N.Y. Governor Proposes Deep Spending Cuts

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With federal stimulus dollars gone, states are planning big spending cuts. How bad can it get? Let's take a look at New York state, where Gov. Andrew Cuomo unveiled his budget on Tuesday.

ROBERT SIEGEL, host:

From NPR News, it's ALL THINGS CONSIDERED. I'm Robert Siegel.

MICHELE NORRIS, host:

And I'm Michele Norris.

It's going to be an ugly season for state budgets, with federal stimulus dollars gone, states are planning big spending cuts. How bad can it get? Well, New York Governor Andrew Cuomo unveiled his budget this afternoon. It took him just under an hour to outline $10 billion worth of cuts.

As NPR's Robert Smith reports, it's going to take him a lot more time and a lot more energy to make those cuts a reality.

ROBERT SMITH: Andrew Cuomo was pumped up as he went before cameras this afternoon. You know how bodybuilders say you have to work through the pain? Cuomo was doing some heavy lifting.

Governor ANDREW CUOMO (Democrat, New York): During the weeks that we were doing the budget, I was also suffering from a root canal. So, periodically I would go to the dentist office for a dental procedure as a welcome relief from going through the budget.

(Soundbite of laughter)

SMITH: Minutes later, there was not much to laugh at. For the first time in 17 years, the governor of New York has proposed spending less this year than the year before. Even during the darkest days of the recession, spending went up in New York. Like every other state, New York got a pile of federal stimulus money.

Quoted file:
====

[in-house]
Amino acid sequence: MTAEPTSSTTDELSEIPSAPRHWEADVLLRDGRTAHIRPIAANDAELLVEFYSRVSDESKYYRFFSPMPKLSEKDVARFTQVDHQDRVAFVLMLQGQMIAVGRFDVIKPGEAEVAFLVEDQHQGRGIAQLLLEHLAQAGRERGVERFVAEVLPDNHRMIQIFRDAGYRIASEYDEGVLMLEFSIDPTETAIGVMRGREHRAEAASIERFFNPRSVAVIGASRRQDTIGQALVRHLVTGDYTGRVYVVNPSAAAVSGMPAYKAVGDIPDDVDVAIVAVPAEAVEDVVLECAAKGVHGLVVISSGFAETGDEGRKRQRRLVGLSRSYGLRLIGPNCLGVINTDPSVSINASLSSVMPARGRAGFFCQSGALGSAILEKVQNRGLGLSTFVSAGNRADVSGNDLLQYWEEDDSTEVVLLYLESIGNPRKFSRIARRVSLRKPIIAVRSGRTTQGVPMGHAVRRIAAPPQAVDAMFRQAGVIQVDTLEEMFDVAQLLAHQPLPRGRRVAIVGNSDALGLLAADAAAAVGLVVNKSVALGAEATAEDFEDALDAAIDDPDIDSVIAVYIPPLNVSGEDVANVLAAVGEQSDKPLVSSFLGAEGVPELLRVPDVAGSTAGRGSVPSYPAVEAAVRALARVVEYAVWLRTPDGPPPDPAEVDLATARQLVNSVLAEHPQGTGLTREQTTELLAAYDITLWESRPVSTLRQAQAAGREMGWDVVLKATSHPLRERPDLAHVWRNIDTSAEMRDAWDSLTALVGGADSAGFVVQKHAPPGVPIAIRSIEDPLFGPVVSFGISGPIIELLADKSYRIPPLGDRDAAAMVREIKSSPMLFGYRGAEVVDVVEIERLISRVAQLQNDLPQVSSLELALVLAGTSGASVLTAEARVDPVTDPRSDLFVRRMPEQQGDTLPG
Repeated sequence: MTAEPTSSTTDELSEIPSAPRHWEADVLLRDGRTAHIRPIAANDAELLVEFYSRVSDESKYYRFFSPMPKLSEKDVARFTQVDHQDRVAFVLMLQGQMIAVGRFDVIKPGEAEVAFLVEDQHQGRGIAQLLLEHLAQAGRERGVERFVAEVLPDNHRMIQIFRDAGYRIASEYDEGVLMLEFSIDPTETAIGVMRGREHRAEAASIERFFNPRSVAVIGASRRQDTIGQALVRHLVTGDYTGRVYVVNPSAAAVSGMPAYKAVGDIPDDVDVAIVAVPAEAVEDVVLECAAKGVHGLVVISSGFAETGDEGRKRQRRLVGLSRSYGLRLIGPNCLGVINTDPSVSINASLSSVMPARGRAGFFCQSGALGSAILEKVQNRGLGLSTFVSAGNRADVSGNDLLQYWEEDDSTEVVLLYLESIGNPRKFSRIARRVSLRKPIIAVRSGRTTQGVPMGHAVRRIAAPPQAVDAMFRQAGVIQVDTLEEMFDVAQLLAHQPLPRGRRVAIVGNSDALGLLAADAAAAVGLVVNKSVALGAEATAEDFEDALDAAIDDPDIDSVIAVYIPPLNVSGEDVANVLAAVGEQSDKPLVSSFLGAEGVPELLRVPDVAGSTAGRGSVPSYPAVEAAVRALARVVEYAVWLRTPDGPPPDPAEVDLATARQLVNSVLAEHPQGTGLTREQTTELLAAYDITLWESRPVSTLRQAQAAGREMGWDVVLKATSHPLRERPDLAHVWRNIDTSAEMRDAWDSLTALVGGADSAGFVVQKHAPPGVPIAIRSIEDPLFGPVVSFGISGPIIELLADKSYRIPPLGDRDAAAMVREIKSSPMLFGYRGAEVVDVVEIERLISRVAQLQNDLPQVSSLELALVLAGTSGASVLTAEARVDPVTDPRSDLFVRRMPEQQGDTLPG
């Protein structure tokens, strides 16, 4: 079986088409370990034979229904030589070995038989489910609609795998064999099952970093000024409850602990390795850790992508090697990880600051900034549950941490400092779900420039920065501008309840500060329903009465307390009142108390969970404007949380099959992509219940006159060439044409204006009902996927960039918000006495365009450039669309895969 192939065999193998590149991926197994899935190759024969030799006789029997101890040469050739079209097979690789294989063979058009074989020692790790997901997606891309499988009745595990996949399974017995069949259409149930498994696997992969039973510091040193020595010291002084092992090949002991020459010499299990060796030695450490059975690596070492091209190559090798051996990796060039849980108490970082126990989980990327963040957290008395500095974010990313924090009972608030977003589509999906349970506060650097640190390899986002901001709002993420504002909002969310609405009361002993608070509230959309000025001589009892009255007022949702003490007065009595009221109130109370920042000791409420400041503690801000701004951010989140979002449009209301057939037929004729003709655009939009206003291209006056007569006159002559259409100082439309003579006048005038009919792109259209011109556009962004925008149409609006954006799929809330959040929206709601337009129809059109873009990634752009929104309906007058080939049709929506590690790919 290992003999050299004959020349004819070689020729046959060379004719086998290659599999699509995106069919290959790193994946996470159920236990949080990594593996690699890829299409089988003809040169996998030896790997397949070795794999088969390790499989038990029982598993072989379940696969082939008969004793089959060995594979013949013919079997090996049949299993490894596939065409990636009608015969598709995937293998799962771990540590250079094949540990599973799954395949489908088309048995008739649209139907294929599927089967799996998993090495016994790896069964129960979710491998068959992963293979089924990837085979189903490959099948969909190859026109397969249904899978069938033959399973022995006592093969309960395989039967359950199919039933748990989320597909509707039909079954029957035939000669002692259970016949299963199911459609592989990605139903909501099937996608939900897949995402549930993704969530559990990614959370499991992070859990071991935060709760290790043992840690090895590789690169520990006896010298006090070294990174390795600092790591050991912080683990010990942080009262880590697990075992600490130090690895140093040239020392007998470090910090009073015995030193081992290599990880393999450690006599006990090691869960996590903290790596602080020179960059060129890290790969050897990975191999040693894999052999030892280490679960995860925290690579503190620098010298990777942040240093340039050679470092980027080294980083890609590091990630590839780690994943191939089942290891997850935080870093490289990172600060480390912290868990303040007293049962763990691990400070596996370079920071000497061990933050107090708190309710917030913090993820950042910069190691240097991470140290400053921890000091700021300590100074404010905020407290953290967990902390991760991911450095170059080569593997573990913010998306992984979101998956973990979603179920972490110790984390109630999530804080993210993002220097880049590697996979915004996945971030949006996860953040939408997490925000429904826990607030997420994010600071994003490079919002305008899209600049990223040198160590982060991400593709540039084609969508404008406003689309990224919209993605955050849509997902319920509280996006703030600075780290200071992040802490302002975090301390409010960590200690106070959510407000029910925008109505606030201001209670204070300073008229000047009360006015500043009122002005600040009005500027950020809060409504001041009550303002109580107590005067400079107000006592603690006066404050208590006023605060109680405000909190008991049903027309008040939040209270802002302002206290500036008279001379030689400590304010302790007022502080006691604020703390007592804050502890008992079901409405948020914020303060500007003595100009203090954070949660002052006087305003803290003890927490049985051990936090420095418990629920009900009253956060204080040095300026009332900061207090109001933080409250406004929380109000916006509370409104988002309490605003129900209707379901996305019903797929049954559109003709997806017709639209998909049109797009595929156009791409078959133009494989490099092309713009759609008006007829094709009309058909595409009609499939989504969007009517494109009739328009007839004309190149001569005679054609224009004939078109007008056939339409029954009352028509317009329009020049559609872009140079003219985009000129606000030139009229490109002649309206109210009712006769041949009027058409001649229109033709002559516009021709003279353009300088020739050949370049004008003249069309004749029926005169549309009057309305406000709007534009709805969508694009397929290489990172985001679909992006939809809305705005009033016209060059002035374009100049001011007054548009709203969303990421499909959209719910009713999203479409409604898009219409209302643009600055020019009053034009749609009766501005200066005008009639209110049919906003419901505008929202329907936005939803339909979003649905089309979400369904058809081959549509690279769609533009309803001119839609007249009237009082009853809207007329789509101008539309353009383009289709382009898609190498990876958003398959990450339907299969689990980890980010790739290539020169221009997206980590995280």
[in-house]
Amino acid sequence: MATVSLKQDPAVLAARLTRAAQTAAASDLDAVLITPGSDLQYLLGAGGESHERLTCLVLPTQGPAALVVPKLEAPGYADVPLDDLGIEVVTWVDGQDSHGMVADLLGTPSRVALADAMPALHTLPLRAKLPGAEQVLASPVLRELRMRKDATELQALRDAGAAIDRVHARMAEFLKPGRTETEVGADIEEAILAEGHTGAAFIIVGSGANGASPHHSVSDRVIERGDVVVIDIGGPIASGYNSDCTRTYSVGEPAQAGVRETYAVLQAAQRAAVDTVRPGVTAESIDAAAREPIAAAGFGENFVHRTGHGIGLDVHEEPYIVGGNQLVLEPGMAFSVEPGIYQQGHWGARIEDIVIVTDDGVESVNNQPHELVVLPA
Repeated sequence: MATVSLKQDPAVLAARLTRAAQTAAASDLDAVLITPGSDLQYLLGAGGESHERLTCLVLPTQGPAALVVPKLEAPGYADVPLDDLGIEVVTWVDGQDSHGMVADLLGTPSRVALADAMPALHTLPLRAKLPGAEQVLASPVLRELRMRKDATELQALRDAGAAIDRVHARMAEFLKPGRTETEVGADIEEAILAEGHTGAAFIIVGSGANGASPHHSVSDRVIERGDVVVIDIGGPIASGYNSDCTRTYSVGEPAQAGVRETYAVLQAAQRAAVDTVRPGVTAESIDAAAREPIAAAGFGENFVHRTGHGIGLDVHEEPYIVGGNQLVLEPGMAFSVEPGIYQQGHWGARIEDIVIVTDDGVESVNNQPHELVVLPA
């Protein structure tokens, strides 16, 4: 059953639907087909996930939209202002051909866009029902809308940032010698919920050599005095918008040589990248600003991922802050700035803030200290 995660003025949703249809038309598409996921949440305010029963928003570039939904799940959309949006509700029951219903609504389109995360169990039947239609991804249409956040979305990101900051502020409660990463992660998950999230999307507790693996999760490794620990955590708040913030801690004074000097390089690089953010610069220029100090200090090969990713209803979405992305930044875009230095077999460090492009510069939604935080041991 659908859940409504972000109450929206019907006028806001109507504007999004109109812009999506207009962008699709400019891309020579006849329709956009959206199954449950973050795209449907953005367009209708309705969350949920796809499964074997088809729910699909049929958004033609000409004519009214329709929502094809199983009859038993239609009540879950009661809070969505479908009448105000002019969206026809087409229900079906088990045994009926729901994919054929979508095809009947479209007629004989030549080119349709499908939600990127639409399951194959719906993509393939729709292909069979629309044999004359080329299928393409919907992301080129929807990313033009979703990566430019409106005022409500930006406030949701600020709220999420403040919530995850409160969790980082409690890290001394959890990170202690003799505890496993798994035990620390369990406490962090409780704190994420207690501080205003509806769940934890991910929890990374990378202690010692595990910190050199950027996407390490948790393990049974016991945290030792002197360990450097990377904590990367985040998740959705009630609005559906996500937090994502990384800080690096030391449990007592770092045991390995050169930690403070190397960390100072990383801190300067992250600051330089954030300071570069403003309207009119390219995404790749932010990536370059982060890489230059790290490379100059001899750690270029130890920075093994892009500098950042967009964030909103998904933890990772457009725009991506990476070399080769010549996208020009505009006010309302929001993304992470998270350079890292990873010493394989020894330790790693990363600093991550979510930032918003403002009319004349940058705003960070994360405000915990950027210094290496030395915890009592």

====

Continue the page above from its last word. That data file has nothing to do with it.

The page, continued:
Gov. CUOMO: And we inhaled it and it is now gone. And we have a withdrawal from the federal stimulus money.

SMITH: Cuomo's now proposing the state go cold turkey on any state budget increases. That could mean 10,000 state layoffs. Up to 3,500 beds eliminated from prisons. One and a half billion dollars cut from education. Almost a billion dollars cut from Medicaid.

Gov. CUOMO: I can say on the Medicaid cut it's only two percent. Go talk to families, go talk to businesses across the state - 99 percent of them would make a deal with you today, just give me a two percent cut. But for the Medicaid companies, the two percent is going to be hard.

SMITH: It's also going to be hard on the governor and the legislature to pass this budget because even though Cuomo has a 70 percent favorability rating and cutting the budget is popular, when you ask New York voters what they think of cutting health care or education - they hate it - by 70 and 80 percent. Not coincidentally, health care and education are also the two most powerful unionized forces in the state.

They have the money to fight this budget and pollster Steve Greenberg with Siena College says they will.

Mr. STEVE GREENBERG (Pollster, Siena College): The governor comes out with a budget, it has things in it that special interests don't like and we see millions of dollars of radio and TV commercials attacking the governor's budget proposals.

SMITH: When the previous governor, David Patterson, tried big cuts to the state's health care system, ads went out making him look like a heartless monster.

(Soundbite of ad)

Unidentified Woman: Tell Governor Patterson painful health care cuts are not the answer. The fact is, New Yorkers can't take more pain.

SMITH: A coalition of unions has already bought ad time, encouraging the state to continue a tax on millionaires rather than cut the education or health care budget. But Cuomo seems prepared. He saved millions of dollars in his campaign fund for just such a fight. And Cuomo predicted the next few months will get ugly.

Governor CUOMO: This is going to inflame the (unintelligible) establishment.

SMITH: It's just not clear right now who's going to get burned.

Robert Smith, NPR News, New York.

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